Putting it back together

Such was Charlemagne’s worry after his rise to power. It led to the program he called correctio—putting things back into order—and which others would call the “Carolingian Renaissance.” Charlemagne saw his work as akin to Old Testament king Josiah (2 Kings 22), whose rediscovery of the Book of the Law made faithfulness possible.

Charlemagne and his advisors thought their own day heralded a providential “rediscovery.” They spoke, for the first time, of “barbarian invasions” of Goths and other tribes into the Roman Empire—and claimed this was a distinct historical period from which Europe was now emerging, thanks to the special favor in which God held the Franks. A triumphant sentiment, but it had a note of anxiety. If Europe ever ceased to have as many churches as the sky had stars, then God’s favor might well be withdrawn.

This was the beginning of the notion of “Christendom.” The word itself, an Old English vernacular word, originally meant simply “Christianity.” But it came in the Middle Ages to have the sense of “the Christian world” or “lands where Christianity is dominant.”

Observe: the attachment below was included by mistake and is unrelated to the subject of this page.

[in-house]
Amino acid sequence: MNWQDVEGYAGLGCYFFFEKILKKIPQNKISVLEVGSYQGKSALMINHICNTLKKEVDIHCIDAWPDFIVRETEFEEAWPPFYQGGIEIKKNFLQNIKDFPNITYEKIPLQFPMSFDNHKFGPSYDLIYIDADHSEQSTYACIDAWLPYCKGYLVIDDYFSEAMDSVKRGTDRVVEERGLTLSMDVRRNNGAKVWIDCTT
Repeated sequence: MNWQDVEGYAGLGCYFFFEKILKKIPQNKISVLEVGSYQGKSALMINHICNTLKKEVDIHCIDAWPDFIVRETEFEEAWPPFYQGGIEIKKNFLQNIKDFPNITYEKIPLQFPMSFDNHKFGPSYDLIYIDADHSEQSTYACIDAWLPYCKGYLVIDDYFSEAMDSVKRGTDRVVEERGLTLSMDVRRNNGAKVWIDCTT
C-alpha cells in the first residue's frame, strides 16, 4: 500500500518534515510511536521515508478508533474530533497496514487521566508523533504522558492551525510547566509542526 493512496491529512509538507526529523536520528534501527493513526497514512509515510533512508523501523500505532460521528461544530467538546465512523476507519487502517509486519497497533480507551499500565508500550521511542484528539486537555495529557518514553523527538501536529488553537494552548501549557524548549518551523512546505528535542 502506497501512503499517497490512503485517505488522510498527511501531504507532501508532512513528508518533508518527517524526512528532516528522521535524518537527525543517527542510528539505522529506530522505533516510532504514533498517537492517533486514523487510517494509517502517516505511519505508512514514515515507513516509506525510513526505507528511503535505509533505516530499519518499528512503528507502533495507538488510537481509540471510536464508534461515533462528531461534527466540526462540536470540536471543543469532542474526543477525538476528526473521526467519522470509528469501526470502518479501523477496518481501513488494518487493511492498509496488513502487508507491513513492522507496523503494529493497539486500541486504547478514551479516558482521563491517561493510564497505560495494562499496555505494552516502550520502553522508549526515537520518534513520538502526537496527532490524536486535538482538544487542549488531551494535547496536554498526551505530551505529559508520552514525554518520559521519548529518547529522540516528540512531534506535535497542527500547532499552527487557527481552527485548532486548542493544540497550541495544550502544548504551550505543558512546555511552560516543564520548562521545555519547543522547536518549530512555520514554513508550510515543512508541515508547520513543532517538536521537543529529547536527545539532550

For Charlemagne and his advisors, and for those who followed, it meant that uniformity of Christian practice was insisted on from the top down, as the main way of warding off the disintegration of the church into a jumble of churches, isolated in their own regions. It meant uniformity of control over a Christian empire. Or did it?

Through pieces of legislation like his Admonitio generalis, or “general warning”—a set of 82 laws about church government—Charlemagne insisted upon centralized church oversight. The bleak consequences of imperial disfavor fell upon any who failed to follow the instructions (See “The man behind the empire,” pp. 8–15).